Amphibian Robots

A walking, swimming salamander comes alive, inside a computer

Auke Ijspeert and Michael Arbib of the Brain Simulation Laboratory at the University of Southern California in Los Angeles have developed a walking, swimming salamander that comes alive, inside a computer.

Understanding the complex behavior involved in switching from trotting to swimming could lead to a new generation of amphibious robots, say the researchers.

Ijspeert and Arbib wanted to investigate how behavior emerges from simple signals in a creature’s central nervous system. To accomplish this, they built a computer simulation of a salamander’s central nervous system, and superimposed it on a computer animation.

The resulting digital creature exists in a simulated world of flat ground and water. Everything from gravity to friction to inertia power (and sometimes hinder) it’s movements. “Being able to explore by crawling in and out of the sea is not a trivial problem,” says John Hallam of the artificial intelligence department at the University of Edinburgh in a report published by NewScientist. “There is a tremendous niche market for amphibious robots which could be used for navigation and exploration.”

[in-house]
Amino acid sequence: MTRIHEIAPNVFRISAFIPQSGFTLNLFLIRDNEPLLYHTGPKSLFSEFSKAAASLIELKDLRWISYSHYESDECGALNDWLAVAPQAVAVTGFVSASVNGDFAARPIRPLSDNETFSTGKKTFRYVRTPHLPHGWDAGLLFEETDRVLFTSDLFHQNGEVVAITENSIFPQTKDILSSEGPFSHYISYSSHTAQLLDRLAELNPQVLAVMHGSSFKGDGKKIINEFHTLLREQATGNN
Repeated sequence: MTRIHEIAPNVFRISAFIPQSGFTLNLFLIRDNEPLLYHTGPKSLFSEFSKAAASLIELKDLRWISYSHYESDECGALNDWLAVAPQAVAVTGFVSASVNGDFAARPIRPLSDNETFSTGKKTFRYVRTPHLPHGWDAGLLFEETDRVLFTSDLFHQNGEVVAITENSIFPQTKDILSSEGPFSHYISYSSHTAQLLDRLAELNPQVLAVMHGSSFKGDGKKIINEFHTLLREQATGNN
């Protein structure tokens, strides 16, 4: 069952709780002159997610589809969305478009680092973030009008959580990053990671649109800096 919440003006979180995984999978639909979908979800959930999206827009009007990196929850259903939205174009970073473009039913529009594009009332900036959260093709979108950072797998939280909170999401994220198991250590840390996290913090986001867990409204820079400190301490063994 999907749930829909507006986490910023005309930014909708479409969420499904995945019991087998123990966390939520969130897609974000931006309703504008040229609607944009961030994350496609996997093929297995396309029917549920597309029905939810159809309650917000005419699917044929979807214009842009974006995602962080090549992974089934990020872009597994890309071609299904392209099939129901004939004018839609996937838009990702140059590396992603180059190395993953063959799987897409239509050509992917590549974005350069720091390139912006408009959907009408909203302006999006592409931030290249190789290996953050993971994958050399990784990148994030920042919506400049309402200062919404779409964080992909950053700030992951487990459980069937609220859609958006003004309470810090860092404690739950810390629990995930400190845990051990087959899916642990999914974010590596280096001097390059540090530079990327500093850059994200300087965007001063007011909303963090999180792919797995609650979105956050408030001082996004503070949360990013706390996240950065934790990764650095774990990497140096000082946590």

What can be simple movements for a live creature can be all too complex for their robotic counterparts. For example, moving from water to land - or vice versa - is a tough problem for a robot, because it has to completely change its gait and adapt to the new environment, without stopping. Designers in the past tried to solve this problem by breaking down the problem into parts and solving them individually. Ijspeert feels that approach is too inflexible.

Living creatures cope and deal with this problem by using their sensory inputs as switches that turn different neural control mechanisms on or off. These - in turn - are transformed into complex and coordinated movements in the body. By studying salamanders, Ijspeert and Arbib were able to test various ideas about how different neural mechanisms worked - and see how vertebrates control their bodies.

By emulating natural oscillators in the brain that produce rhythmic signals for various types of movement, the researchers were able to produce quite complex behaviors. “The circuits are capable of generating trotting and swimming gaits,” says Ijspeert. As the robot “sees” water approaching, or feels it, a series of neurological switches make it change from the trotting oscillator to the undulating swimming oscillator.

According to Ijspeert, the salamander was an ideal choice because it has many similarities with humans, but on a simpler scale. “It’s a living fossil of one of the first vertebrates that made the transition onto land,” he says. He believes his research will help us learn more about our own control mechanisms.